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Philly forensic scientist helps bust crimes and stereotypes | We the People

""You don't look like a scientist,'" Antoinette T. Campbell has been told more than once. And she's felt it, too.

Forensic scientist Antoinette Campbell founded the Association for Women in Forensic Science and Club Philly Forensics for kids.
Forensic scientist Antoinette Campbell founded the Association for Women in Forensic Science and Club Philly Forensics for kids.Read moreELIZABETH ROBERTSON / Staff Photographer

"'You don't look like a scientist,'" Antoinette T. Campbell has been told more than once — and she's felt it, too.

"I think there is still a stereotype as to what scientists look like," said Campbell, 42, who is black. "When I was majoring in chemistry, it was very lonely. A lot of conferences and trainings I would go to, I would see a lot of white men and I wouldn't see any African American women."

Even today, while Campbell's chosen field — forensic science — is increasingly popular among women, she says she still often notices a disparity when it comes to race.

And she wants to change that. When she's not working her day job as a civilian chemist with the Philadelphia Police Department's Office of Forensic Science, she's running her nonprofit, the Association of Women in Forensic Science, and Club Philly Forensics, a series of hands-on forensic workshops for kids.

She founded both in 2010 to give people considering forensic science as a career something she never had as a child — mentors.

"I didn't have anyone to guide me into the field," Campbell said. "My goal was to create a network to open up the whole gated community of forensic science and make it accessible to people so they could understand what we do."

While growing up in West Oak Lane, Campbell's mother instilled in her the importance of a higher education. But as the first in her family to attend college, Campbell didn't have anyone to show her the way.

Since she's always been an analytical thinker, Campbell chose chemistry as her major at Temple University. When she graduated in 2001, she interviewed for a chemistry job with the city and chose to work with the Police Department.

She learned about forensic science on the job and spent years analyzing street drugs and illegally obtained prescription narcotics before moving to the quality-assurance unit.

When she'd mention her job to others, she found that many people were intrigued by what she did, but their interest was largely informed — not always accurately — by television.

"People ask, 'Oh, are you like CSI?' " she said. "It's one of those fields that's broad and encompasses so many disciplines … and I think the biggest misconception is that everything is done by one person, but it's a team."

Campbell's Association of Women in Forensic Science is a team, too. The group is made up of Philly scientists from a variety of forensic disciplines, including DNA and firearms analysis. It's a small nonprofit that Campbell runs out of her Germantown home, but it's the type of support network she never had.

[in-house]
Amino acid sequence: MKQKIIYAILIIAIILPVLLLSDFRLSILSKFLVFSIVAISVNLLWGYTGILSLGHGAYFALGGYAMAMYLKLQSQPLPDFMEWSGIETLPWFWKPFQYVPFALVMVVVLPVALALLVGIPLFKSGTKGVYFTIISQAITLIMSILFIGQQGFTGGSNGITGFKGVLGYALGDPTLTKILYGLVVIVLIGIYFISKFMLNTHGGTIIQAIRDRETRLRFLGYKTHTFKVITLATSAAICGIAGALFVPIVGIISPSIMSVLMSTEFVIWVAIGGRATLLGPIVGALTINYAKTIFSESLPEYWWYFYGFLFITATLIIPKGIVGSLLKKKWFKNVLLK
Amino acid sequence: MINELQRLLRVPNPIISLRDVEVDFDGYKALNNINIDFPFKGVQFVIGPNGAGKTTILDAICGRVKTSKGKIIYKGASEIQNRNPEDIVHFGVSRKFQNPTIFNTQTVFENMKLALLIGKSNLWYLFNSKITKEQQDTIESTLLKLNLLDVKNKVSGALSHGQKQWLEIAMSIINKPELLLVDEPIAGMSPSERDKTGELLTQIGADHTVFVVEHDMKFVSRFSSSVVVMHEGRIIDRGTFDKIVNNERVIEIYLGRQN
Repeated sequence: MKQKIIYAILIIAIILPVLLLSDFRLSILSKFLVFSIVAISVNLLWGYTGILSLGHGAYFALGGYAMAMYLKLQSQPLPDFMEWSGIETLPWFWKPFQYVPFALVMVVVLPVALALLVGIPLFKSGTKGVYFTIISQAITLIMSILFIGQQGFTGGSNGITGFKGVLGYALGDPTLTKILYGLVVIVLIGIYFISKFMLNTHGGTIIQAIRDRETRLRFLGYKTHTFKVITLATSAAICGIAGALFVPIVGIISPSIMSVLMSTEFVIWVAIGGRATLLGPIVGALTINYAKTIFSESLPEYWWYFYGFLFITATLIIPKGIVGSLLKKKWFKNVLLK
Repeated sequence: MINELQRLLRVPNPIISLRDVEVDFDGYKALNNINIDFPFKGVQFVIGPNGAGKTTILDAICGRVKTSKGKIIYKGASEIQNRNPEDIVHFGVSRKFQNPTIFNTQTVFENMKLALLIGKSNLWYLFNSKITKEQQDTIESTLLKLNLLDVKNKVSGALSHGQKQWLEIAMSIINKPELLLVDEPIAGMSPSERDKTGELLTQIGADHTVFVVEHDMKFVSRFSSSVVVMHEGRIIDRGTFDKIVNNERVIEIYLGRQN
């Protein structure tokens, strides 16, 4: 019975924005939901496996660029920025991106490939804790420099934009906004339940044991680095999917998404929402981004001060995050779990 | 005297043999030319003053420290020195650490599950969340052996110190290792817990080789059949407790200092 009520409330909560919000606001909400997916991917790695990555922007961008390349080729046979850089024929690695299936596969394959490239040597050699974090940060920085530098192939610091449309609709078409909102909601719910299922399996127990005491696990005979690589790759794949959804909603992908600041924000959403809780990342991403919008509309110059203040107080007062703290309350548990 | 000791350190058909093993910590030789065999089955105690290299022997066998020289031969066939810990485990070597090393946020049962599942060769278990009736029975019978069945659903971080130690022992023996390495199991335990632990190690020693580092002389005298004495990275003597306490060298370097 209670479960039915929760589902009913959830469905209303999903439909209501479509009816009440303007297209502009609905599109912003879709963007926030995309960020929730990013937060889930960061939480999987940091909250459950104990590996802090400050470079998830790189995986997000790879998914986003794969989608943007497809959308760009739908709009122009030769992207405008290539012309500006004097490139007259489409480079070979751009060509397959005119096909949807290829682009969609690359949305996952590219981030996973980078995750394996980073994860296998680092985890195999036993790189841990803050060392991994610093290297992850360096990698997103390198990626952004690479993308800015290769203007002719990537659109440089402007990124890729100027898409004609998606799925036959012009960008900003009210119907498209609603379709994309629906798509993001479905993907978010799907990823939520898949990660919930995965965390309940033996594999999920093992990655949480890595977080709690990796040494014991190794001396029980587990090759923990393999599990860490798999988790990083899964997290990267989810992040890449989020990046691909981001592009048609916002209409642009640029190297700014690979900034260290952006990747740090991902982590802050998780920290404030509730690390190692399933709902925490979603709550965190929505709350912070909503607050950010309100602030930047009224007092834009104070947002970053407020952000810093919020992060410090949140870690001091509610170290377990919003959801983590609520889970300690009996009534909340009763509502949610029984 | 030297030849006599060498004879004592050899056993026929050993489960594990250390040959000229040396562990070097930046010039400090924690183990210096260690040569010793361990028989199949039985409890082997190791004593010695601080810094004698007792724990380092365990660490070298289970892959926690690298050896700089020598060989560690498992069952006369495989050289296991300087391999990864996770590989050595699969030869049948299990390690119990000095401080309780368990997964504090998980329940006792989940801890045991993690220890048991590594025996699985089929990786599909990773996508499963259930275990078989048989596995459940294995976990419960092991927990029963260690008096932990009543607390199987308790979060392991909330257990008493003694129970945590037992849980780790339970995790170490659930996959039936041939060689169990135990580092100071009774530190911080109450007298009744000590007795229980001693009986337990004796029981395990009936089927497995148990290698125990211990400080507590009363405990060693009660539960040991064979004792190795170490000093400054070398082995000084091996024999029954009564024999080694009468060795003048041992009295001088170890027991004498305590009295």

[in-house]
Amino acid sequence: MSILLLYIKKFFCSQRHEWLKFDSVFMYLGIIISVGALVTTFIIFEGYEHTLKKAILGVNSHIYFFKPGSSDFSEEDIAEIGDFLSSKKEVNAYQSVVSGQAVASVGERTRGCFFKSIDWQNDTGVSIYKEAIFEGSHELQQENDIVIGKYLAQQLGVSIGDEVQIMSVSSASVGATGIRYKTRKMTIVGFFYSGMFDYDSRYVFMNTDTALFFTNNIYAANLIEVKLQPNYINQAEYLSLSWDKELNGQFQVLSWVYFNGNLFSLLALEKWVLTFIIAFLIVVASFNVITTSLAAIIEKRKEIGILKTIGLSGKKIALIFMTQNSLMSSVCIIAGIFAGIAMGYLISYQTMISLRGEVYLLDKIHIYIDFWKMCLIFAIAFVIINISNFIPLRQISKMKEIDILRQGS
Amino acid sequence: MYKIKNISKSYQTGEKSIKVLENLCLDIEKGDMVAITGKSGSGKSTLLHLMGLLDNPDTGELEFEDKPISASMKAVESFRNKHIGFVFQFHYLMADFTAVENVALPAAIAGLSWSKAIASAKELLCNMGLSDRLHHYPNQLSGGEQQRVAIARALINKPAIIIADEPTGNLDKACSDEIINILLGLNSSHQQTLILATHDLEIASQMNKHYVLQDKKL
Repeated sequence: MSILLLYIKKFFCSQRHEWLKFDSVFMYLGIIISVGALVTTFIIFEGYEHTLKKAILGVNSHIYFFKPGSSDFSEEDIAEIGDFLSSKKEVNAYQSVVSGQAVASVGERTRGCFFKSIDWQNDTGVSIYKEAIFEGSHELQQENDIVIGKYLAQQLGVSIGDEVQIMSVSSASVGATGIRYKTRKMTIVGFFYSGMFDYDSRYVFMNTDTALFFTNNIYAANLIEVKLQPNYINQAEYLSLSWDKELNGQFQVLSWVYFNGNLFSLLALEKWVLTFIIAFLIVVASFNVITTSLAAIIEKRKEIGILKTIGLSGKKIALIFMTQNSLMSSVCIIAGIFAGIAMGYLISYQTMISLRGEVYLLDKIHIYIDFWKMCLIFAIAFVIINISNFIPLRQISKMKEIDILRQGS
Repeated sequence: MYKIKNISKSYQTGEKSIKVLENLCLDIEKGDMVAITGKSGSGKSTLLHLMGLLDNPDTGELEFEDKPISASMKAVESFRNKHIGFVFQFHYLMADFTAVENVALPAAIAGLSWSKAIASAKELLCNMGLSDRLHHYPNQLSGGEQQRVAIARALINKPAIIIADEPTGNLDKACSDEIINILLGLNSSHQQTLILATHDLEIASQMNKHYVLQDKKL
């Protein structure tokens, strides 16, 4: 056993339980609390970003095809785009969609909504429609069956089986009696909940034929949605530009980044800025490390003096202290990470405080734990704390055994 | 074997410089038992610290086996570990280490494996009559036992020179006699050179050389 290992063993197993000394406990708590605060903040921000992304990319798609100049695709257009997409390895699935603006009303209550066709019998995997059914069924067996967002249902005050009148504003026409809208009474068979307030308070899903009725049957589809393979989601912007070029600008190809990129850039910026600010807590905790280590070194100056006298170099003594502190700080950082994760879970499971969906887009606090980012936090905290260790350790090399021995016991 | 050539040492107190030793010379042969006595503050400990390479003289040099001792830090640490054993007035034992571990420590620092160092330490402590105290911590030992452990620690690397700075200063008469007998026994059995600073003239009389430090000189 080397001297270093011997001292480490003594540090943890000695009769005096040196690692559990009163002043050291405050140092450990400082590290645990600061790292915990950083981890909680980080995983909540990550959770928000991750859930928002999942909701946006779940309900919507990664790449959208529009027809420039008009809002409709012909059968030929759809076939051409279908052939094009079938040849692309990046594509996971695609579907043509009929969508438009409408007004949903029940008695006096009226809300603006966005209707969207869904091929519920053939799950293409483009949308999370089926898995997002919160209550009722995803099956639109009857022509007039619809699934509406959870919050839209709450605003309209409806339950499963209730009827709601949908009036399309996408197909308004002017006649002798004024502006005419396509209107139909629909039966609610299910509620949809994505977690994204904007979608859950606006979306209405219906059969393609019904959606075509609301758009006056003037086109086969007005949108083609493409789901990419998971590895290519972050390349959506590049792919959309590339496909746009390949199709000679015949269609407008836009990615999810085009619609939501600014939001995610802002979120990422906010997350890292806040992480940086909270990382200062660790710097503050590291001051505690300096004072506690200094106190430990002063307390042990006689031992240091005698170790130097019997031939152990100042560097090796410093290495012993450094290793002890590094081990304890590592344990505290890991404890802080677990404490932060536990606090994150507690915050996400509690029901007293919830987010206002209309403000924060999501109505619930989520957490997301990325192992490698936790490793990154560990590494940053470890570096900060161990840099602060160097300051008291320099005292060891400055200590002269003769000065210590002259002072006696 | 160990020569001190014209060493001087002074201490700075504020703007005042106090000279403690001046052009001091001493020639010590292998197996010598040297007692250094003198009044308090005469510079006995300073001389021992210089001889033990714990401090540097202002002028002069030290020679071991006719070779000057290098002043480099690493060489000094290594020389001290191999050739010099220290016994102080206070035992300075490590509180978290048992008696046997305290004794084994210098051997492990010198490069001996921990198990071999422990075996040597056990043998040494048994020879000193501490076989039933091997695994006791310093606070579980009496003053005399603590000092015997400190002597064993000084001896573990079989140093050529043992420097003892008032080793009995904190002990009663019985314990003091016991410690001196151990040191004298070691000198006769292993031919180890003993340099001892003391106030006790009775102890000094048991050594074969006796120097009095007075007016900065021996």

As part of Club Philly Forensics, Campbell also holds monthly workshops to teach kids about the forensic sciences.

"I have the club in Mount Airy, not far from where I grew up, because I want to get more African American kids to think of forensic science as a career option," she said.

The workshop, which is also mobile, serves as both an introduction to the field and a drug and violence education program. Campbell uses her background in drug analysis to educate kids about what they might encounter on Philly's streets.

"I feel the more that they know about the type of drugs that are out there, the more likely they are to abstain from it," she said.

A recent workshop focused on "purple drank," a mixture of cough syrup and soda that's also known as "lean" and "sizzurp."

"Purple drank is very popular. Some people don't think it's still around, but we see it on the forensic side because it's a drug submission," she said. "It's really, really popular in Philadelphia … and I wanted to de-glamorize it."

The Philly native said she feels a duty to share what she's learned.

"I was born and raised here. I live here. My family still lives here. How can I not take what I'm seeing and what I know and share it with the community?" she said. "I feel like I have a responsibility."

Why Philadelphia?

"Because I was born and raised here, I've been here all my life so I haven't lived anywhere else but in Philadelphia."

What’s been a classic Philly moment for you?

"Oh my goodness. I have so many — I like going down to Penn's Landing in the summer. I like going to the Dell for concerts. It's just everything about me is Philly. That's why my organization is Club Philly Forensics. I'm always referring to myself as a Philly girl. Everything I do, I still walk up the Art Museum steps so I can look at the skyline. It sounds typical of Philly but that's really what I do."

If you had a wish for Philly, what would it be?

"To fix the potholes. That's my wish. No, honestly the potholes here in Philadelphia are just horrible."

Know someone in the Philadelphia area whose story deserves to be told — or someone whose story you'd like to know? Send suggestions for We the People profiles to Stephanie Farr at or call her at 215-854-4225. Send tips via Twitter to @FarFarrAway.

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